Not for even one second did the boy break eye contact with the girl until he collapsed in front of the praying people. The girl carefully lowered her glare to the wound that was slowly growing on the boy’s front; without disturbing the rest of the group she carefully picked up the feather-light boy and brought him to an empty building.
She left shortly after, only to return with singed medical supplies. She quickly and deftly removed the tooth from the long gash, and then with a large amount of rubbing alcohol cleansed his grimy wound.
The boys eyes stayed closed the entire time; she spared a quick glance at his face before starting to stitch him closed, he was awake she knew but she also knew that he would not show any sign of it. Once the stitching was done she left the boy in the ruins of the building, to come out on his own terms, but she took the tooth with her.
She held the tooth in her left hand and strange weight settled in her stomach. For some reason she knew what this meant, but at the time she was unsure; eventually she would know what to do, more specifically in one days’ time. Minutes later the boy came out of the building and sat himself next to her. The last crowd on earth stared at the two of them from afar.
The girl started the conversation: I’m not sure who you are, where you came from, why you’re here; but I can tell you this you’re not on earth anymore, no, I’d like to personally welcome you to Tartarus. He looked down, at his hands: yes, I know. Her head whipped toward him her hair flying into her face: then why do I see hope in your eyes? He looks away from the searing stare of the girl: redemption? Redemption, is that a joke? He sighed through his nose: no.
Then what is it? She snaps. The world’s screwed up enough as it is without some cracked up looney with a superhero complex trying to tell anyone left that it gets better. Honestly I don’t know why I’m here, alright? It’s the only civilization for countries and I was about to die of blood loss. She stared at him for a long time, the weight in her stomach growing: rest for the night. She sighed: there’s – there’s something important that I would like to show you tomorrow.
When the boy found her in the morning she was turning the tooth around in her hand, as if comforting herself. What was it you wanted to show me? Follow me, she stood up quickly. Her short figure moving more gracefully and quickly than the boy’s ever would. They traveled in silence for the entire journey out of the city.
The tear and dust stained people disappearing into minuscule figures behind them; at the edge of the city the girl looked back to see the people who survived, only those too afraid to live left to live out the rest of earth’s days, she shook her head. She turned back toward the road: this is going to be a long walk, try not to tear your stitches. She turned off the road and began trudging into the woods that were at a steady decline toward the south bay.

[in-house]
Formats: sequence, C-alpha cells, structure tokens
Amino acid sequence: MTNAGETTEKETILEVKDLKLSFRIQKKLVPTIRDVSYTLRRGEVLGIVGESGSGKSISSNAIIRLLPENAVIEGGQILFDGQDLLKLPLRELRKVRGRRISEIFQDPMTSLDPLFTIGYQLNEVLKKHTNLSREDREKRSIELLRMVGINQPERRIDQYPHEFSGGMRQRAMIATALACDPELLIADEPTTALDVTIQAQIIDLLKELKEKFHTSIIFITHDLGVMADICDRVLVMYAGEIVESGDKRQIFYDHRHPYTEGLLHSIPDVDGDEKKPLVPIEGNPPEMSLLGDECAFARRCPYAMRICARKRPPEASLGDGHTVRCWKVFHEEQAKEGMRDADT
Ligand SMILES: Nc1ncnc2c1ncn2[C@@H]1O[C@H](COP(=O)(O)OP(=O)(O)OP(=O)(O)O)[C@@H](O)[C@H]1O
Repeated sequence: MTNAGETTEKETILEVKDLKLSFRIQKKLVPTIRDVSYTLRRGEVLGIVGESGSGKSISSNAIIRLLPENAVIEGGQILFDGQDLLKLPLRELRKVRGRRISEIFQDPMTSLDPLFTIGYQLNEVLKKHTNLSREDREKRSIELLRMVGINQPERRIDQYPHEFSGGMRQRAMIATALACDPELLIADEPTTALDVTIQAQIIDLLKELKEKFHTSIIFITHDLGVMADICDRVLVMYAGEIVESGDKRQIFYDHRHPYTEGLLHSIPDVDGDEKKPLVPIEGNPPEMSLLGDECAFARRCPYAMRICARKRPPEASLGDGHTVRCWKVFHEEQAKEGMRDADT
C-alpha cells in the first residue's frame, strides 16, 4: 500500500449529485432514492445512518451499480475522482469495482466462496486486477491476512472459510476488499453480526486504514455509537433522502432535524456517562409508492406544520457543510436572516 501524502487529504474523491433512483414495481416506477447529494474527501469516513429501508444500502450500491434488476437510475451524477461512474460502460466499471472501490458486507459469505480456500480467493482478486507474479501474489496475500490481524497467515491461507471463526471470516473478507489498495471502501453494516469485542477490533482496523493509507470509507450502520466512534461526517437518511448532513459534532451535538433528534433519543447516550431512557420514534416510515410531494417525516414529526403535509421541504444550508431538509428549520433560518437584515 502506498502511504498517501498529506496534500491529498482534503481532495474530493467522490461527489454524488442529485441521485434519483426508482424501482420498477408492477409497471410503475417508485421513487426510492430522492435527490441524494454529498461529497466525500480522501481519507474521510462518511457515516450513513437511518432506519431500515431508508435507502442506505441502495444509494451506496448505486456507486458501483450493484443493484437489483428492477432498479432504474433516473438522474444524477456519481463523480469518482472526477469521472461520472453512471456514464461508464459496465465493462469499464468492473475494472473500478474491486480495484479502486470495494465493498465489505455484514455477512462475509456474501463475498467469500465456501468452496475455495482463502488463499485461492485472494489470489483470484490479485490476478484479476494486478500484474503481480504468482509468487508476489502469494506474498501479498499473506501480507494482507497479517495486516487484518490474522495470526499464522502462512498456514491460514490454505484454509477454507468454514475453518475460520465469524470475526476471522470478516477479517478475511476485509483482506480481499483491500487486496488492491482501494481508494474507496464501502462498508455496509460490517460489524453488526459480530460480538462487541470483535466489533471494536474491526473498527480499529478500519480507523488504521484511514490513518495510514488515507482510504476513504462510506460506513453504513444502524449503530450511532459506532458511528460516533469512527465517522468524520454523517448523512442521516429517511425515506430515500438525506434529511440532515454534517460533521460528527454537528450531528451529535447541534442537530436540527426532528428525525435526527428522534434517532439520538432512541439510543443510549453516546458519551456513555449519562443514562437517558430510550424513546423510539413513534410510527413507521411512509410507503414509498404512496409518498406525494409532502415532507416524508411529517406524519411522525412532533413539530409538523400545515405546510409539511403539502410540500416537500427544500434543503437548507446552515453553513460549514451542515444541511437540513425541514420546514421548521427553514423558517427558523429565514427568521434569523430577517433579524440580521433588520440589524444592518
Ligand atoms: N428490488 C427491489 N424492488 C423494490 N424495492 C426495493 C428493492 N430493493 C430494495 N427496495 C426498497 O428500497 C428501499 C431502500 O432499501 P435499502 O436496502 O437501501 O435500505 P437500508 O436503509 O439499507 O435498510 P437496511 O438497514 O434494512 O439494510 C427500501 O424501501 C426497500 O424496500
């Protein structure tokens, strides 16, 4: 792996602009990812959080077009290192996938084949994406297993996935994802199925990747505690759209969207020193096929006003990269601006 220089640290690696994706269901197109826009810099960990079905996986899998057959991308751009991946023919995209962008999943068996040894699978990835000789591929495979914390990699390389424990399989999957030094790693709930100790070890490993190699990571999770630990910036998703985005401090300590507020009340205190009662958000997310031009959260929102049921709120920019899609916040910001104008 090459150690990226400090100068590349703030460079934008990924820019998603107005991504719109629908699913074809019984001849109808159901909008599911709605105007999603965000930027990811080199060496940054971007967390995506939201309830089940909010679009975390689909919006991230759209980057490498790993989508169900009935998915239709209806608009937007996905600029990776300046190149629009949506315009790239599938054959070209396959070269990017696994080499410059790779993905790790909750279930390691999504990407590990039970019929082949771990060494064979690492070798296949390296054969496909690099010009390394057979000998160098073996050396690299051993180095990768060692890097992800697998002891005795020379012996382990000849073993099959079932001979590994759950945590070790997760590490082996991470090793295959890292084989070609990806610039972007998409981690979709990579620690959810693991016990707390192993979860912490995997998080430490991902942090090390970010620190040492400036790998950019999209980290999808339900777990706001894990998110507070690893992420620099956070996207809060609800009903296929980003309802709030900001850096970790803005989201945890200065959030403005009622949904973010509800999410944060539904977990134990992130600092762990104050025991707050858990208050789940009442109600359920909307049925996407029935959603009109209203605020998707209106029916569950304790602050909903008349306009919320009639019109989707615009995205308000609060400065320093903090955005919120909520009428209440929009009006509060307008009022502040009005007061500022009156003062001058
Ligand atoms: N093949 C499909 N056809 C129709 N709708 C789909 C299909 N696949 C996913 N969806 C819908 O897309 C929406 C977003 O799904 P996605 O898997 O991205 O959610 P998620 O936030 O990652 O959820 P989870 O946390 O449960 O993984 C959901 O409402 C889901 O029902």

Would you mind telling me what this is about? She stopped abruptly causing him to run into her back. The forest had been one of the few places not damaged in the waves of radiation; for some unexplained reason it had remained immutable, unchanging. The thick green was almost suffocating, the damp moss-y-ness in the air sickening.
Never has a new person ever wander into this city of dead; never have we seen anyone dragging hope like a heavy flag behind them. Is it coincidence that three days after the human race got down on its knees to pray for their savior, to pray for hope, a wayward traveler with hope alight in his eyes shows up on the door step of the one city that holds what’s left of God’s will? He stumbles back from her, lightning dancing through his brain: you don’t think I’m the messiah do you? She looks down and swallows: We still have four miles, let’s continue moving.
When they reached the south bay the girl smoothly dragged a decrepit kayak from under a dense covering of foliage. She calmly lowered herself into the back, ready to push off from shore but he, the unlikely savior, was cemented to the higher, dry sand. The girls tawny eyes were cast downward, unwilling to meet his pale green ones: messiah or not, the last of the humans the rest of the world needs a savior right now and I – it all comes down to you, are you getting in the kayak or not?
In that moment something unknown spurred the boy on, he unceremoniously dropped himself into the front of the kayak and took the paddle and handed it to the girl. As they pushed off the boy let a question tumble from his mouth: why aren’t you the savior? The girl continued to paddle, with all the force of two people: I have my reasons. There was a pause: It’s…a story for another time.